Thursday, December 08, 2011

Team Singh shoots itself in the foot yet again

Prime minister's FDI ideas smack of ideology, say critics

After the botchups with Anna Hazare and Baba Ramdev in the summer this year, prime minister Manmohan Singh and his cabinet colleagues have once again showed themselves to be unenviably inept in handling a tough situation. As there were knee-jerk responses on the earlier occasions in this year of UPA II's misery, so it is ending with the government eating humble pie on the issue of foreign direct investment (FDI) in multi-brand retail.

In the case of Anna Hazare, Singh and the government yielded ground after taking an initial tough stance. It ended in collaborating through the Joint Drafting Commitee (JDC) comptirisng five members of Hazare and four of his colleagues. Then there was the sorry episode of four of the cabinet ministers headed by none other than finance minister Pranab Mukherjee rushing to meet Baba Ramdev at the airport, followed by the huddle of minister Kapil Sibal and with the yoga teacher at a posh Delhi hotel which ended in a lathicharge at the Ramlila Maidan at midnight on a June day. The government did not really cover itself in glory on these two occasions.

When the cabinet decided to allow 51 per cent FDI in multi-brand retail, it seemed that the government had at last found a substantial policy issue with its strong market flavour and a favourite of the economic reforms brigade which includes the prime minister himself. It also seemed to have populist ring to it with its apparent benefits to farmers that pleased the strategic Congress agrarians led by party general secretary Rahul Gandhi. Though there were differences between Congress and the prime minister's team in the case of Hazare and Ramdev, it was not so in the case of FDI in retail. Many in the party saw it as a good move to outflank the cantankerous opposition in the political circles and in civil society which had harried the party through the year. It was a short-lived high.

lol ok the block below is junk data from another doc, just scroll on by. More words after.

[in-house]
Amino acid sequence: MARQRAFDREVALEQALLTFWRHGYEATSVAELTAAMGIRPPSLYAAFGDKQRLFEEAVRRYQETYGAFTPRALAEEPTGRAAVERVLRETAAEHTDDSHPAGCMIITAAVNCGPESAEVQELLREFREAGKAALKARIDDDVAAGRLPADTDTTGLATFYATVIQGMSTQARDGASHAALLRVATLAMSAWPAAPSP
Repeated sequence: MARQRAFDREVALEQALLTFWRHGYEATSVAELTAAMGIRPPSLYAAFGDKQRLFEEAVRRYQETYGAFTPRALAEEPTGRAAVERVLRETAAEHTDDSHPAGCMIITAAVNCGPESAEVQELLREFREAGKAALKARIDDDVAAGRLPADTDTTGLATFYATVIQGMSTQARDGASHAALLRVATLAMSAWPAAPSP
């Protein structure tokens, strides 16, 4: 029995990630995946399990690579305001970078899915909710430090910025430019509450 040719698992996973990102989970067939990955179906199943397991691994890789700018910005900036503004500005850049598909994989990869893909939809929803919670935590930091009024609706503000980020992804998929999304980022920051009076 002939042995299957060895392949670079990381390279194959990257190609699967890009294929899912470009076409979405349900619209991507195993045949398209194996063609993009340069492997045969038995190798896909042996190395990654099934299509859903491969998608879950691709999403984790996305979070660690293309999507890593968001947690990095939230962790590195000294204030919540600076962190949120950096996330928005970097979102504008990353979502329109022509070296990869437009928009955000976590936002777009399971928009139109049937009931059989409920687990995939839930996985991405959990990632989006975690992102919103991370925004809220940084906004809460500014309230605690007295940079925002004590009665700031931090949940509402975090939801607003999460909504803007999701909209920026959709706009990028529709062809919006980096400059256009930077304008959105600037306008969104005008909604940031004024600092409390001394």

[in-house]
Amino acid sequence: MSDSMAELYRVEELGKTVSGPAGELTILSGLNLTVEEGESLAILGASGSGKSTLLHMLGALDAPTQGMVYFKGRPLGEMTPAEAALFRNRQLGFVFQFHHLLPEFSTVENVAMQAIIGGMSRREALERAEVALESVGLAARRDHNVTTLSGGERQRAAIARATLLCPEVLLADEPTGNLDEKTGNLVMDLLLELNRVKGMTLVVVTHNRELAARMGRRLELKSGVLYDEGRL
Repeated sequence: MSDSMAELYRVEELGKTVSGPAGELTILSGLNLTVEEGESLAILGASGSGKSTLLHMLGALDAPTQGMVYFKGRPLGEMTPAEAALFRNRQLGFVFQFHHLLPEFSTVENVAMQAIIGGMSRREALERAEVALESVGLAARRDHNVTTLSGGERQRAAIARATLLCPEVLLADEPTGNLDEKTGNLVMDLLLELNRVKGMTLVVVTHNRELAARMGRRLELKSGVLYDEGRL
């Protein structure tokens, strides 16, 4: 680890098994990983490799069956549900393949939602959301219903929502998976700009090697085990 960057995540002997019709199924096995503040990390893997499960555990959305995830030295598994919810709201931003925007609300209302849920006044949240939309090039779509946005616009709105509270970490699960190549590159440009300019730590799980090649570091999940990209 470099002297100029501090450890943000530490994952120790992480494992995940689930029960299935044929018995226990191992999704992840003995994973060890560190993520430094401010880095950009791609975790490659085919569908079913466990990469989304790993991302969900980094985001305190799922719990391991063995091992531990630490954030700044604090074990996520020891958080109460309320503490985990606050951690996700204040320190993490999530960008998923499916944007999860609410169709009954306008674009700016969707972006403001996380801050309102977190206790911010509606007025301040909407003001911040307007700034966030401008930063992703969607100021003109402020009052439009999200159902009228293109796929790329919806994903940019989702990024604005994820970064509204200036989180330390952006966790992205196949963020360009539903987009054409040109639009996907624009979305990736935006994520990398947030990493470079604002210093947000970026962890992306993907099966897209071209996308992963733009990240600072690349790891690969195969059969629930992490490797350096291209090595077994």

What the cabinet and Congress did not reckon with was the mercurial Mamata Banerjee and the TMC which stays with her like the lamb that follows Mary in the popular nursery rhyme. When Mukherjee lost his cool with his TMC coleague at the cabinet meeting he forgot that Banerjee was a tough nut to crack and it was her political instinct of what pleases public opinion that she will follow rather than the persuasive rational argument that Mukherjee could have hoped to come up with. There was the assumption, and it turned to be so wrong, that she would fall in line when it came to the crunch. Banerjee did not oblige.

The inevitable question comes up: how can a prudent Singh, a seasoned Mukherjee not take into account the loud oppposition that the decision on retail has triggered? Why is it that this government time and again embarrasses itself, with little or no help from the opposition parties in parliament and outside? What is the uncanny ineptness that Singh and his colleagues are so keen to give a public display of? In plain language, it is a case of being too clever by half.

The government should never have yielded ground to Hazare on the issue of Lokpal, because it has really tied itself up in knots with the man from Ralegan Siddhi chuckling in his sleeves all the while as the government tries hard to bring a Lokpal which will not please the civil society agitators and the political opposition. And it should have stuck to its decision on FDI in retail because in spite of its untested good and bad effects of modest proportions, it at least had the virtue of being clear and constructive in conception when everything else was muddled.

It is not that Manmohan Singh has remained a quintessential non-politician and that he does not heed to sound political advice. It is just that Singh wants to things his way. In the case of India-US civil nuclear deal, he succeeded. He thought he would in other issues as well. He is learning that it is not as simple as that. As a cabinet colleague of Singh and a CPI-M leader, both of whom spoke on condition of anonymity, said that Singh was an ideologue and not a pragmatist. The communist leader said that media calls us (communists) ideologues but it is Singh who is one. Ideology spells trouble. The communists know it. What about Singh?

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